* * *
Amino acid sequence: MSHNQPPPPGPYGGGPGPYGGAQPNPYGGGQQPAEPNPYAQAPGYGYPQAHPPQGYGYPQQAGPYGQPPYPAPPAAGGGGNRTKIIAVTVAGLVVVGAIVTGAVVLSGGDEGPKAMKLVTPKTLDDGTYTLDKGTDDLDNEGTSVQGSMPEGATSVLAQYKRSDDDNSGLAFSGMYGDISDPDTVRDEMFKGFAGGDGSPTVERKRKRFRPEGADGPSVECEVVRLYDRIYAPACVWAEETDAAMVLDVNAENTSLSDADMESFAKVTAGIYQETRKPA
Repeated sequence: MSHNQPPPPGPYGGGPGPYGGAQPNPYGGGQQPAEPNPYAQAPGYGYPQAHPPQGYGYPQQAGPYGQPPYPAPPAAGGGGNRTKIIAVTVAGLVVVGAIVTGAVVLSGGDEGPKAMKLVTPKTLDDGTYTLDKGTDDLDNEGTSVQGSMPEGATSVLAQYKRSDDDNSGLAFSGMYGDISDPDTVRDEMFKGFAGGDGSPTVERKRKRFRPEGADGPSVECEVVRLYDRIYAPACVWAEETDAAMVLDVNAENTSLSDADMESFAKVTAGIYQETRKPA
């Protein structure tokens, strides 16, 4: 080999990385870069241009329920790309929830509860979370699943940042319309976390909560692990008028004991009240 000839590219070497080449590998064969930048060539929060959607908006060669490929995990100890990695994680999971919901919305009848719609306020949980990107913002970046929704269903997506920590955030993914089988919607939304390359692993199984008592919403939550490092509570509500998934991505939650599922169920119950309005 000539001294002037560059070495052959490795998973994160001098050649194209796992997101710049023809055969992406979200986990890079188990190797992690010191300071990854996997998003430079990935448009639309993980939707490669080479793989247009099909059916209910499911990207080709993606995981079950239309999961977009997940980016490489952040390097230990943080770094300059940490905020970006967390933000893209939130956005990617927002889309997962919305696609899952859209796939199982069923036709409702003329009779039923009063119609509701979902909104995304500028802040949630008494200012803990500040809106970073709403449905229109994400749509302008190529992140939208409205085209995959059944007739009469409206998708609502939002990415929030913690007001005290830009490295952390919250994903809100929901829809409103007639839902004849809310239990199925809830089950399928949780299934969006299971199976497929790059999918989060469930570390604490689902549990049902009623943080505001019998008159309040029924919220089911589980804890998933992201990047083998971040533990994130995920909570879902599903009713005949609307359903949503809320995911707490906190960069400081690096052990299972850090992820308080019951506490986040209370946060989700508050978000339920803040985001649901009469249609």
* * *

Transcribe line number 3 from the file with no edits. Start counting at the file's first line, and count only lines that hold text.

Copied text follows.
């Protein structure tokens, strides 16, 4: 080999990385870069241009329920790309929830509860979370699943940042319309976390909560692990008028004991009240 000839590219070497080449590998064969930048060539929060959607908006060669490929995990100890990695994680999971919901919305009848719609306020949980990107913002970046929704269903997506920590955030993914089988919607939304390359692993199984008592919403939550490092509570509500998934991505939650599922169920119950309005 000539001294002037560059070495052959490795998973994160001098050649194209796992997101710049023809055969992406979200986990890079188990190797992690010191300071990854996997998003430079990935448009639309993980939707490669080479793989247009099909059916209910499911990207080709993606995981079950239309999961977009997940980016490489952040390097230990943080770094300059940490905020970006967390933000893209939130956005990617927002889309997962919305696609899952859209796939199982069923036709409702003329009779039923009063119609509701979902909104995304500028802040949630008494200012803990500040809106970073709403449905229109994400749509302008190529992140939208409205085209995959059944007739009469409206998708609502939002990415929030913690007001005290830009490295952390919250994903809100929901829809409103007639839902004849809310239990199925809830089950399928949780299934969006299971199976497929790059999918989060469930570390604490689902549990049902009623943080505001019998008159309040029924919220089911589980804890998933992201990047083998971040533990994130995920909570879902599903009713005949609307359903949503809320995911707490906190960069400081690096052990299972850090992820308080019951506490986040209370946060989700508050978000339920803040985001649901009469249609």